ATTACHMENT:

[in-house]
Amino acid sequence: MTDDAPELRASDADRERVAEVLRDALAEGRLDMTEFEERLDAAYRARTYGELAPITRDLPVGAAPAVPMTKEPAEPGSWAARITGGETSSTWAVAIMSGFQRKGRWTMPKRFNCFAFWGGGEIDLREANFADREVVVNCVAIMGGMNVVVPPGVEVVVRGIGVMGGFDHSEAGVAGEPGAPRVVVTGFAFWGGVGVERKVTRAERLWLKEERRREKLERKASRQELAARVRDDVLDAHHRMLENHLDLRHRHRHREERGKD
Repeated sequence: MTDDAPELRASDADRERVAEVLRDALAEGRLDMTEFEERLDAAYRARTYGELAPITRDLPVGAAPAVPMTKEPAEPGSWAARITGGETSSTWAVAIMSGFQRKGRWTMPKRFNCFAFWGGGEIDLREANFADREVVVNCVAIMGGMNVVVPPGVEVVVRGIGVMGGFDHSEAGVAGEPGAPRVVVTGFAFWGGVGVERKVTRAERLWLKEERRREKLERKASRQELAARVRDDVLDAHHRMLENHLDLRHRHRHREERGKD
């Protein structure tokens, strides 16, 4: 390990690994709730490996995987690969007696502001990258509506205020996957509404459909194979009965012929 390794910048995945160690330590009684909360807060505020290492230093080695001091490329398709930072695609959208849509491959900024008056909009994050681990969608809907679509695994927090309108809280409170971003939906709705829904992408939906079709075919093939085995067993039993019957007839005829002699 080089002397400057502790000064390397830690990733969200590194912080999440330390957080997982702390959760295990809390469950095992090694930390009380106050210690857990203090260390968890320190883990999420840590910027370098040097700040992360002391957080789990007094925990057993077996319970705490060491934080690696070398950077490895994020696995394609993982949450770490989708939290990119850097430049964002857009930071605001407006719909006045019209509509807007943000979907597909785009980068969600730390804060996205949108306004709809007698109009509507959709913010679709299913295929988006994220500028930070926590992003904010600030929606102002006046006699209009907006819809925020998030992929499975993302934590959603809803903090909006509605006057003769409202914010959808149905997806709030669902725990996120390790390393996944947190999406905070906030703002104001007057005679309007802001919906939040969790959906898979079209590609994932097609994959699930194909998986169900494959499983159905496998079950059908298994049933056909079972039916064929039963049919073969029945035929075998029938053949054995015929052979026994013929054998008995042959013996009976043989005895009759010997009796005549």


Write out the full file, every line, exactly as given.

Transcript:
[in-house]
Amino acid sequence: MTDDAPELRASDADRERVAEVLRDALAEGRLDMTEFEERLDAAYRARTYGELAPITRDLPVGAAPAVPMTKEPAEPGSWAARITGGETSSTWAVAIMSGFQRKGRWTMPKRFNCFAFWGGGEIDLREANFADREVVVNCVAIMGGMNVVVPPGVEVVVRGIGVMGGFDHSEAGVAGEPGAPRVVVTGFAFWGGVGVERKVTRAERLWLKEERRREKLERKASRQELAARVRDDVLDAHHRMLENHLDLRHRHRHREERGKD
Repeated sequence: MTDDAPELRASDADRERVAEVLRDALAEGRLDMTEFEERLDAAYRARTYGELAPITRDLPVGAAPAVPMTKEPAEPGSWAARITGGETSSTWAVAIMSGFQRKGRWTMPKRFNCFAFWGGGEIDLREANFADREVVVNCVAIMGGMNVVVPPGVEVVVRGIGVMGGFDHSEAGVAGEPGAPRVVVTGFAFWGGVGVERKVTRAERLWLKEERRREKLERKASRQELAARVRDDVLDAHHRMLENHLDLRHRHRHREERGKD
């Protein structure tokens, strides 16, 4: 390990690994709730490996995987690969007696502001990258509506205020996957509404459909194979009965012929 390794910048995945160690330590009684909360807060505020290492230093080695001091490329398709930072695609959208849509491959900024008056909009994050681990969608809907679509695994927090309108809280409170971003939906709705829904992408939906079709075919093939085995067993039993019957007839005829002699 080089002397400057502790000064390397830690990733969200590194912080999440330390957080997982702390959760295990809390469950095992090694930390009380106050210690857990203090260390968890320190883990999420840590910027370098040097700040992360002391957080789990007094925990057993077996319970705490060491934080690696070398950077490895994020696995394609993982949450770490989708939290990119850097430049964002857009930071605001407006719909006045019209509509807007943000979907597909785009980068969600730390804060996205949108306004709809007698109009509507959709913010679709299913295929988006994220500028930070926590992003904010600030929606102002006046006699209009907006819809925020998030992929499975993302934590959603809803903090909006509605006057003769409202914010959808149905997806709030669902725990996120390790390393996944947190999406905070906030703002104001007057005679309007802001919906939040969790959906898979079209590609994932097609994959699930194909998986169900494959499983159905496998079950059908298994049933056909079972039916064929039963049919073969029945035929075998029938053949054995015929052979026994013929054998008995042959013996009976043989005895009759010997009796005549």